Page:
Nikon’s Virtual Horizon (VH), a feature in many of their newest DSLRs, is a great new tool that I absolutely love to incorporate in my shooting techniques. While most of us might be familiar with how this feature works, there is a way to set it up in your camera that makes it instantly available and can seriously cut down the time it takes to frame the scene level when you are shooting. Moreover, I’ve been using a new way of shooting panoramas with Virtual Horizon that in many cases has eliminated the need for all that extra panorama equipment, the tedious exercise of finding the lens center point (nodal point), and having to precisely level the camera on your tripod. As long as your tripod is reasonably level you can incorporate this new technique and get easy stitches every time.
How to use Virtual Horizon efficiently
This is an easy set-up, but your camera must have the Virtual Horizon tool and it must have the programmable Function (Fn) button. Here is how I set up my Nikon D810 so that I can access VH instantly and view it through the viewfinder.
1. Bring up the Camera Menu and under the CUSTOM SETTINGS MENU go to “f Controls”. Scroll down to “f4 - Assign Fn button”. Press the right arrow button once. You will now see a list of functions available. Select “Viewfinder virtual horizon”. Press the OK button.
2. Your function button is now set to show the virtual horizon tool in the viewfinder. To access it simply press the function button once. In the viewfinder you should now see two scales – one running left-to-right on the bottom of the screen, and on the right side of the screen you should see the same scale running from top-to-bottom. To turn off the virtual horizon press the function button once.
Since the function button is located just under the Depth of Field (DOF) button it is really easy to call up the Virtual Horizon feature without even having to take your eye off the viewfinder. Here is an example of what you will see in the viewfinder when VH is active.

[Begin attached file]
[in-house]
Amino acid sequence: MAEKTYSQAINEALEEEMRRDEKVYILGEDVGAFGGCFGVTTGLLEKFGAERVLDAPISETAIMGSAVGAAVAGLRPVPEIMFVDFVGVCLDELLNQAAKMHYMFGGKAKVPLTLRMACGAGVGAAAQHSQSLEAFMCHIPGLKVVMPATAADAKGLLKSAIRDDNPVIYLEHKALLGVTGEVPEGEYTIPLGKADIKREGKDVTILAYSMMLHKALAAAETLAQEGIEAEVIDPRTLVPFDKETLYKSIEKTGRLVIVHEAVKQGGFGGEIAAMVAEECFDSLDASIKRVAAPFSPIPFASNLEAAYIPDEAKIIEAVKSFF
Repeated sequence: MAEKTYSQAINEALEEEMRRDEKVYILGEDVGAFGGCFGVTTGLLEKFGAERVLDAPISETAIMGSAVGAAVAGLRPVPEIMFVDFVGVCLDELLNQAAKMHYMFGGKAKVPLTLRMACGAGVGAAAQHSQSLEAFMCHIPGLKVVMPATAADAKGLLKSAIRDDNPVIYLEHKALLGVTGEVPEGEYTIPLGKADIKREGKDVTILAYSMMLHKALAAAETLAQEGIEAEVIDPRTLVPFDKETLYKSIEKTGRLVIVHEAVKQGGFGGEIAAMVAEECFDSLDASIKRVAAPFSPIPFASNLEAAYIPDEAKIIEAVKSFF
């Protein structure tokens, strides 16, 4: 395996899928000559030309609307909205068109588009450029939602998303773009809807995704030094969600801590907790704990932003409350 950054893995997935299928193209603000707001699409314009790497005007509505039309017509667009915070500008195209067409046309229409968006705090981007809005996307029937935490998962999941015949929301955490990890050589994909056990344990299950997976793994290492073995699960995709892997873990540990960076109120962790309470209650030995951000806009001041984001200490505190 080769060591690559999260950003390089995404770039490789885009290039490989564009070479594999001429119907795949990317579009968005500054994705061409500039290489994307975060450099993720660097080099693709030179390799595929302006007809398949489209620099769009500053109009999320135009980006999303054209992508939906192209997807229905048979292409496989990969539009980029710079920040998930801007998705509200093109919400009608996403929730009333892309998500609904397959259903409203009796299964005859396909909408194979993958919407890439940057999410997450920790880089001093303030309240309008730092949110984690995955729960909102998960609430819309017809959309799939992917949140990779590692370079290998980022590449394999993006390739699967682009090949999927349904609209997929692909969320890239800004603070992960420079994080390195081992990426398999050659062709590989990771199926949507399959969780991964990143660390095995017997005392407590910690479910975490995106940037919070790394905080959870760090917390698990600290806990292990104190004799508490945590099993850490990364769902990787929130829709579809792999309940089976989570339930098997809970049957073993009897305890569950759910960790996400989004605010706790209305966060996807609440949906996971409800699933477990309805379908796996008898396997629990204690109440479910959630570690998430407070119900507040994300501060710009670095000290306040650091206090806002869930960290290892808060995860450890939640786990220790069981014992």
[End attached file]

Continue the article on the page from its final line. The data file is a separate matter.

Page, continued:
Notice the scales at the bottom and at the right. Now, in reality, it will not look like this. If the camera is not dead-level you will see the center line for each indicator and graduations in the form of those small upright rectangles in the direction which the camera is tilted on either axis. The more the rectangles the more the camera is tilted away from level. If the camera is level you will only see the center line and a small arrow point under it. Just to be clear, the scale at the bottom indicates camera roll from side to side. The scale on the right shows camera pitch up or down. One thing to remember when leveling the camera is that you always want to roll or pitch the camera in the direction of the stacked graduations. So, if you see several rectangles on the right side of the center of the scale on the bottom you must roll the camera to the right to center it. The same for the up and down pitch indicator. Rectangles above the center line - tilt the camera up.
I hope you can now see how convenient this set up is. Before I had a camera with this feature I would spend a lot of time setting up my framing, and trying, sometimes desperately in fading light, to get the camera level. It is difficult enough trying to find a shooting situation that works aesthetically, positioning yourself, dialing in critical focus, adjusting filters, evaluating exposure, and then, on top of that, making sure your camera is not askew. I am not one who is keen on throwing away valuable pixels because of framing errors, so straightening and cropping an image in post is always something I want to avoid.